The way the capital spending plan works is that the Council approves an “Initial Resolution” that authorizes Metro to borrow money for certain listed projects.  The Initial Resolution is RS2016-245.  You can see the listed projects here.

My logic is simple. The end user of these buildings (the Sheriff) is vocally and publicly complaining that the executive branch of government in Davidson County is not qualified to take the “lead” in designing and constructing these buildings. Those of us in the legislative branch (the Council) typically have two tools – we can pass laws and we can appropriate money. To me, where there is a disagreement like this, the Council should stop appropriating money for the projects and make sure that the disagreement gets ironed out first.

If this were pretty much any other department in Metro complaining that their building was going to be a non-functional mess, the solution would be easy.  On the Metro organization chart, you would find that the complaining party reports directly or indirectly to the Mayor. In that situation, it would be easy to see that the boss, the Mayor, would always win that disagreement.

Here, there is more to think through. The Sheriff holds a position that is created under the Tennessee Constitution. So, the Mayor is not the Sheriff’s boss, and the Sheriff does not report to the Mayor. However, the Sheriff does depend completely upon the Mayor’s office and the Council for funding. Back in the early days of Metro, the Mayor and Sheriff had a disagreement that had to be settled by the Tennessee Supreme Court. In Metro v. Poe, 383 S.W.2d 265 (Tenn. 1964), the Tennessee Supreme Court held that “..the Sheriff, as an officer of the Metropolitan Government is…bound by the budgetary and purchasing provisions of the Charter.” The bottom line is that the Sheriff doesn’t have a boss (other than the voters), but the Sheriff can’t do much without funds being appropriated by the Council and being spent by the Mayor. This is a political check and balance that was intentionally built into the Metro Charter.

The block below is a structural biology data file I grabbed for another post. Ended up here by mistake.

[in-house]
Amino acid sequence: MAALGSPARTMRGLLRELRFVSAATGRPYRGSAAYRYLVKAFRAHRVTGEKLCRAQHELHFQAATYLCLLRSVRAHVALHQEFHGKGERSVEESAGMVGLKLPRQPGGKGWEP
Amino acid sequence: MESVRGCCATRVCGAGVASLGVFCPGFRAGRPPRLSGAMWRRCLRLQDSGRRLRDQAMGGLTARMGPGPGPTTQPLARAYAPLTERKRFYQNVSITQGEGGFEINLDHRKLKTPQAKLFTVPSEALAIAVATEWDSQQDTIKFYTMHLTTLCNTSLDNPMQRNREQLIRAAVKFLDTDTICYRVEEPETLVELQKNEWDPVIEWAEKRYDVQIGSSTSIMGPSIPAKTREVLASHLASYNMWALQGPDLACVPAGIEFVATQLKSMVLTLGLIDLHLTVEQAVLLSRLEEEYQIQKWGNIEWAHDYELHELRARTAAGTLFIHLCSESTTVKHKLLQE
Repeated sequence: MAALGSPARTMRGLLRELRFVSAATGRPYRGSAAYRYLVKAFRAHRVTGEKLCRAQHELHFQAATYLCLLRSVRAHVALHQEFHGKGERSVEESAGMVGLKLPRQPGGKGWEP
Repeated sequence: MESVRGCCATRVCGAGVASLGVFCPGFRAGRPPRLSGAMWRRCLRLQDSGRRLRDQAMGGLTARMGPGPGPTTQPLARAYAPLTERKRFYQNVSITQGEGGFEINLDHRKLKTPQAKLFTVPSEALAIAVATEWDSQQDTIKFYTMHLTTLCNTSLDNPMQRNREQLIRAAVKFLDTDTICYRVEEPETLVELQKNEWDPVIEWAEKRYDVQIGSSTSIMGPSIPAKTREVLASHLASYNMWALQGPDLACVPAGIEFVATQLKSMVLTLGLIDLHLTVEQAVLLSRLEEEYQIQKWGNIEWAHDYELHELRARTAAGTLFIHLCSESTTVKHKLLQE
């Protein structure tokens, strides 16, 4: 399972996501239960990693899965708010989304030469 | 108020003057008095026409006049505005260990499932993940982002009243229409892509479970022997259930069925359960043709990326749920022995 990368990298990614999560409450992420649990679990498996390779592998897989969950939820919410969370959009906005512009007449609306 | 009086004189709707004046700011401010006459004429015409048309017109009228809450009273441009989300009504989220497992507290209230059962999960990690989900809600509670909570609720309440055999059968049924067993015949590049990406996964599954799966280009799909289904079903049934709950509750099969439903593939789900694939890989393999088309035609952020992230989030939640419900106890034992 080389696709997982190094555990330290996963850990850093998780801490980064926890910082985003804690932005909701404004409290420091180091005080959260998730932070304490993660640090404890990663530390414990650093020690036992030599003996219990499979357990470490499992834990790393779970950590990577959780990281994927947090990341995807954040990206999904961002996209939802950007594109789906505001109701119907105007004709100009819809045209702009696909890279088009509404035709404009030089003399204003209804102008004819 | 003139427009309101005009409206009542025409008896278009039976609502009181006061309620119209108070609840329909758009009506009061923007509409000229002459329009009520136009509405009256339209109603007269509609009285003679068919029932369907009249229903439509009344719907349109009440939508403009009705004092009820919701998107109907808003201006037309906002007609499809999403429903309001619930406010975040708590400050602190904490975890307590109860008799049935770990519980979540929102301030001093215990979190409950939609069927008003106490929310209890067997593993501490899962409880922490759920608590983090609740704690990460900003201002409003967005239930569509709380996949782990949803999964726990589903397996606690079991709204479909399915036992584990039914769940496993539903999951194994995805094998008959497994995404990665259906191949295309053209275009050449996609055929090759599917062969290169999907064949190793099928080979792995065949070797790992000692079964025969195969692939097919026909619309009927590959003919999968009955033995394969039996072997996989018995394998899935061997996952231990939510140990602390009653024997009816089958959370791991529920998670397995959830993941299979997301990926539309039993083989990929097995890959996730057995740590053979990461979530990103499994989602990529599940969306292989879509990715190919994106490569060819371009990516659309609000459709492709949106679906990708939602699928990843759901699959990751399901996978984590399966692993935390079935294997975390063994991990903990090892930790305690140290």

So – back to the current complaints raised by the Sheriff. To me, three things are true: (1) as a legal matter, there is no question that the Mayor, as leader of the executive branch under the Metro Charter, wins this disagreement every time; (2) the Sheriff, as a separately elected official of Davidson County, has the right to complain about who is leading the construction projects; and (3) when the Sheriff makes that complaint, it is a political complaint, not a legal one. Listen, calling the Sheriff’s complaint a political one is not meant to demean it. The fact is that the Sheriff thinks the Mayor is exercising the power of her office poorly and he wants people to know about it. The reality is that, given how clear the law is, if a mutual agreement is not an option, apparently the only alternative is to make a political complaint alleging that the Mayor is doing a bad job with these constructions projects.

The goal of my two proposed amendments is to address the political disagreement. Having the Council walk into this fight probably won’t be fun; but it is the responsible thing for the Council to do.  Leaving the disagreement unresolved might lead to poor teamwork, lost opportunity, and wasted dollars. The citizens of Nashville should demand that the Sheriff be on the same page as the Mayor before we spend another $40 million. The citizens of Nashville don’t want to toss a $40 million log onto a blazing political fire; they deserve better. When everyone is on the same page, the money can be appropriated then.